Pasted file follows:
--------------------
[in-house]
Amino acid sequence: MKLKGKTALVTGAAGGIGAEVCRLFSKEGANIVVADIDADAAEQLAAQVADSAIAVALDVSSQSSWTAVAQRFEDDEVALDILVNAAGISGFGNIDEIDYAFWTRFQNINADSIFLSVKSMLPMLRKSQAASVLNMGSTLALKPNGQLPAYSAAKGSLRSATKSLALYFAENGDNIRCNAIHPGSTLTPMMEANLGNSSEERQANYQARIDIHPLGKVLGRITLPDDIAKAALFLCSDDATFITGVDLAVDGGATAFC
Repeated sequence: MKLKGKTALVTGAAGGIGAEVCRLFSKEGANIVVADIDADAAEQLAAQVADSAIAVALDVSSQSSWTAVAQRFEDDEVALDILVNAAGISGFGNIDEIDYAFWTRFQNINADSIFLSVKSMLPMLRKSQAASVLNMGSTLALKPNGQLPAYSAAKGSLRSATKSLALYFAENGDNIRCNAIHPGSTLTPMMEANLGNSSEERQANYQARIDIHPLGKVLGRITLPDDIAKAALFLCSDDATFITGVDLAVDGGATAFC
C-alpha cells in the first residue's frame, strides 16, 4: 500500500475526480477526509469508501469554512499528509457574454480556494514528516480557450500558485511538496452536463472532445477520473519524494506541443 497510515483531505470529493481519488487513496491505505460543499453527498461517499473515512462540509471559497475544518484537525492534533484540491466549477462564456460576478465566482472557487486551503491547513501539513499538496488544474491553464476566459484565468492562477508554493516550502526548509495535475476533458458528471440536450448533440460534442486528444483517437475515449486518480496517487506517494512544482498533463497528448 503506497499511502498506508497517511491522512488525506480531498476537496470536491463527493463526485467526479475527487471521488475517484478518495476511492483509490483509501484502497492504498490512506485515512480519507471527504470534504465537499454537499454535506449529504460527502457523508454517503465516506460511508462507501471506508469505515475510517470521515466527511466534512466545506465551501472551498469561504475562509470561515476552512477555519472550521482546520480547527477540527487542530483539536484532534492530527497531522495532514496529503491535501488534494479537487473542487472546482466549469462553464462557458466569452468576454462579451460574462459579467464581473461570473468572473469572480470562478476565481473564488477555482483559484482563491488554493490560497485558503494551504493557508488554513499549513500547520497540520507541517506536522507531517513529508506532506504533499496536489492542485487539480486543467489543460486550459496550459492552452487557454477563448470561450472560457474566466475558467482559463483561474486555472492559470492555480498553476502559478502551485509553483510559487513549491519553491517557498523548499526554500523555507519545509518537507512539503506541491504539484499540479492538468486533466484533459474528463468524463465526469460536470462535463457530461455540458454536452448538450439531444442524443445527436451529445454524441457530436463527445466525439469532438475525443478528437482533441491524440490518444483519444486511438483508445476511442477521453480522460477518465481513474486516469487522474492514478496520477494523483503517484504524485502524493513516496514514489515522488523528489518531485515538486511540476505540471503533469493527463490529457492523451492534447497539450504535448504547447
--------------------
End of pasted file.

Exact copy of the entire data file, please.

[in-house]
Amino acid sequence: MKLKGKTALVTGAAGGIGAEVCRLFSKEGANIVVADIDADAAEQLAAQVADSAIAVALDVSSQSSWTAVAQRFEDDEVALDILVNAAGISGFGNIDEIDYAFWTRFQNINADSIFLSVKSMLPMLRKSQAASVLNMGSTLALKPNGQLPAYSAAKGSLRSATKSLALYFAENGDNIRCNAIHPGSTLTPMMEANLGNSSEERQANYQARIDIHPLGKVLGRITLPDDIAKAALFLCSDDATFITGVDLAVDGGATAFC
Repeated sequence: MKLKGKTALVTGAAGGIGAEVCRLFSKEGANIVVADIDADAAEQLAAQVADSAIAVALDVSSQSSWTAVAQRFEDDEVALDILVNAAGISGFGNIDEIDYAFWTRFQNINADSIFLSVKSMLPMLRKSQAASVLNMGSTLALKPNGQLPAYSAAKGSLRSATKSLALYFAENGDNIRCNAIHPGSTLTPMMEANLGNSSEERQANYQARIDIHPLGKVLGRITLPDDIAKAALFLCSDDATFITGVDLAVDGGATAFC
C-alpha cells in the first residue's frame, strides 16, 4: 500500500475526480477526509469508501469554512499528509457574454480556494514528516480557450500558485511538496452536463472532445477520473519524494506541443 497510515483531505470529493481519488487513496491505505460543499453527498461517499473515512462540509471559497475544518484537525492534533484540491466549477462564456460576478465566482472557487486551503491547513501539513499538496488544474491553464476566459484565468492562477508554493516550502526548509495535475476533458458528471440536450448533440460534442486528444483517437475515449486518480496517487506517494512544482498533463497528448 503506497499511502498506508497517511491522512488525506480531498476537496470536491463527493463526485467526479475527487471521488475517484478518495476511492483509490483509501484502497492504498490512506485515512480519507471527504470534504465537499454537499454535506449529504460527502457523508454517503465516506460511508462507501471506508469505515475510517470521515466527511466534512466545506465551501472551498469561504475562509470561515476552512477555519472550521482546520480547527477540527487542530483539536484532534492530527497531522495532514496529503491535501488534494479537487473542487472546482466549469462553464462557458466569452468576454462579451460574462459579467464581473461570473468572473469572480470562478476565481473564488477555482483559484482563491488554493490560497485558503494551504493557508488554513499549513500547520497540520507541517506536522507531517513529508506532506504533499496536489492542485487539480486543467489543460486550459496550459492552452487557454477563448470561450472560457474566466475558467482559463483561474486555472492559470492555480498553476502559478502551485509553483510559487513549491519553491517557498523548499526554500523555507519545509518537507512539503506541491504539484499540479492538468486533466484533459474528463468524463465526469460536470462535463457530461455540458454536452448538450439531444442524443445527436451529445454524441457530436463527445466525439469532438475525443478528437482533441491524440490518444483519444486511438483508445476511442477521453480522460477518465481513474486516469487522474492514478496520477494523483503517484504524485502524493513516496514514489515522488523528489518531485515538486511540476505540471503533469493527463490529457492523451492534447497539450504535448504547447